#70 – SOBO-SAN
Ill at ease, I propped myself up on bundled bedding. A rancid, tuna hued belch slunk up my oesophagus and swirled into heavy air, already laced with the hint of burnt fibres. The vileness of tuna and mayonnaise clung to my tastebuds, four quarter eaten, barely chewed sandwiches of said composition sat uncomfortably in my gut like half drowned rats in a paper bag, threatening to come to at any moment and crawl back out the way they came. If there’s one thing worse than mayonnaise (other than pumpkin or natto or fish eggs or fish eyes, shrimp flavoured chips, dried seaweed, brussels sprouts, broccoli, seafood pizza, dried squid, dead shrivelled up silver fish that come in bags and give little kids the breath of the devil) it’s tuna. The canned stuff. Fresh tuna is passable. I don’t mind my tuna sushi and sashimi every so often, even though it makes my first swig of beer afterward taste fishy. But by God, the canned stuff – the bastardised mush that nasty, unthinking people smear over their bread – needs to be banned or at least sold with warning signs. Who was the fool who first suggested tuna tastes like chicken? Probably some marketing nut. ‘Speak some shit and people will eat the shit,’ he probably said to the Tuna movers and shakers at the time. If I was John West I’d reject the whole bloody lot. And then, adding mayonnaise to that unholy fishy filth, hell, it’s like wiping wet shit off your arse with grease laden tractor rag or attempting to douse a raging fire in a tyre factory with truckloads of diesel.
Being illiterate and hungry will get you into these predicaments…the tuna one, not the tractor rag or tyre one.
At least I was comfortably ensconced in a tidy little hotel in Taketa town, somewhere deep in the rain soaked, Kyushu inaka for the evening. It could so easily have turned out to be the local lock up, arson the rap, had the fiery red Icebreaker t-shirt I’d noncholantly slung over the lampshade in my room ignited after I stepped out to rustle up an evening feed. Laundry on the run and all that jazz. Thank heavens for merino wool. I returned to find the shirt slipped inside the lampshade and smouldering against the hot bulb, ready to burst into flames at any tick of the clock, three neat little black edged, ten yen sized holes singed into it.
‘Bugger,’ I thought. ‘They cost a bit these things.’ I releagted it to under layer status. Anyway, more urgent matters came to the fore and I swallowed a beer, then got about scraping my tastebuds raw with my shaggy toothbrush, in an effort to eviscerate the still lingering tuna aftertaste from my tongue.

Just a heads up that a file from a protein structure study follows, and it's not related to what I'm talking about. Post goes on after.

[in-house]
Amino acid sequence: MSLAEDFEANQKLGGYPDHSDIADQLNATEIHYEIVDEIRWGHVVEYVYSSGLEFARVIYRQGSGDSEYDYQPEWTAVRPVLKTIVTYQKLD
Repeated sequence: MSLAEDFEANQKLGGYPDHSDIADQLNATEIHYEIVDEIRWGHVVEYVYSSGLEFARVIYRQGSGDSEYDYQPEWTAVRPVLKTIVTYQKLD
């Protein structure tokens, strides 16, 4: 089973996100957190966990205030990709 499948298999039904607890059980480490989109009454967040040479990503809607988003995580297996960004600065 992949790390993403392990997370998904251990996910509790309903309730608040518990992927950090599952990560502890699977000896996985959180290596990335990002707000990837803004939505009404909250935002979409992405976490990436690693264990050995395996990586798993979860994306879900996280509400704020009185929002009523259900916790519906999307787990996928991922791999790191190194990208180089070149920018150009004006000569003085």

I awoke to clearing skies and a sunnier disposition. From the station, a bus took me up to the hamlet of Kobaru outside Taketa and the trailhead of Sobo-san: mountain number seventy. Unable to get out of first gear, I ambled alongside empty rice fields into a dark wood of plantation timber. Straight, uniform evergreen trunks rose to a thick, needly canopy that all but blocked out the sun. Here and there shafts of sunshine shot through to the dark forest floor, illuminating a smoky early morning light.
Crossing a boulder filled stream I crept up Sobo-san, out of the dark woods into a forest choked with head high bamboo. The woods thinned beyond a flat area at Kunimi Pass and on the push to the summit the path grew steeper and more slippery. Chest high bamboo threatened to swallow the trail. Crows arced and wheeled overhead. Blackest of blacks against bluest of blues. From the monument decorated peak I spied Kuju and Aso-san. A middle aged couple from Osaka vacated the otherwise deserted clearing after my arrival and I cast my eye over the endless lines of mountains stretching away from where I stood. Further exploration would have to wait for less pressing times and I returned the way I came, back down to Kobaru.
At the bus stop and with ample time to spare before the return bus arrived, I chose to keep walking. Before long, not far out of Kobaru, where the plantation forests darken a stretch of moss slickened road, a tiny white truck, typical of the style zipping around the country roads of Japan, drew alongside me and a cheerful, grubby faced driver in blue overalls offered me a lift all the way back into Taketa. Halfway back he skidded to a halt outside a ramshackle joint and apologised profusely as he hurriedly dashed from his vehicle. He soon returned with a bag of hot chicken and slewed back out onto the road continuing with more of his apologies for the delay. The smell of the chicken filled the cab and I wished I’d realised fast enough what he had stopped for. I feared the make up of my evening meal back in town. He dropped me at the station and with a cheerful wave, his bag of hot chicken sitting in his lap, the nameless chap zipped away in his tiny truck and my thoughts turned to the evening’s chores. At same the small store where I’d rustled up last night’s feed I steered well clear of all sandwiches. Even if there was a steaming open steak and egg burger there eyeing me off, beetroot and tomato sauce dripping from between its crusts, I’d have resisted. The buggers would have found a way to get tuna in there somehow. I grabbed the least threatening looking items on offer: a bag of bananas and some instant noodles. Safe fare to see me through dinner and on to the train out of town the next morning.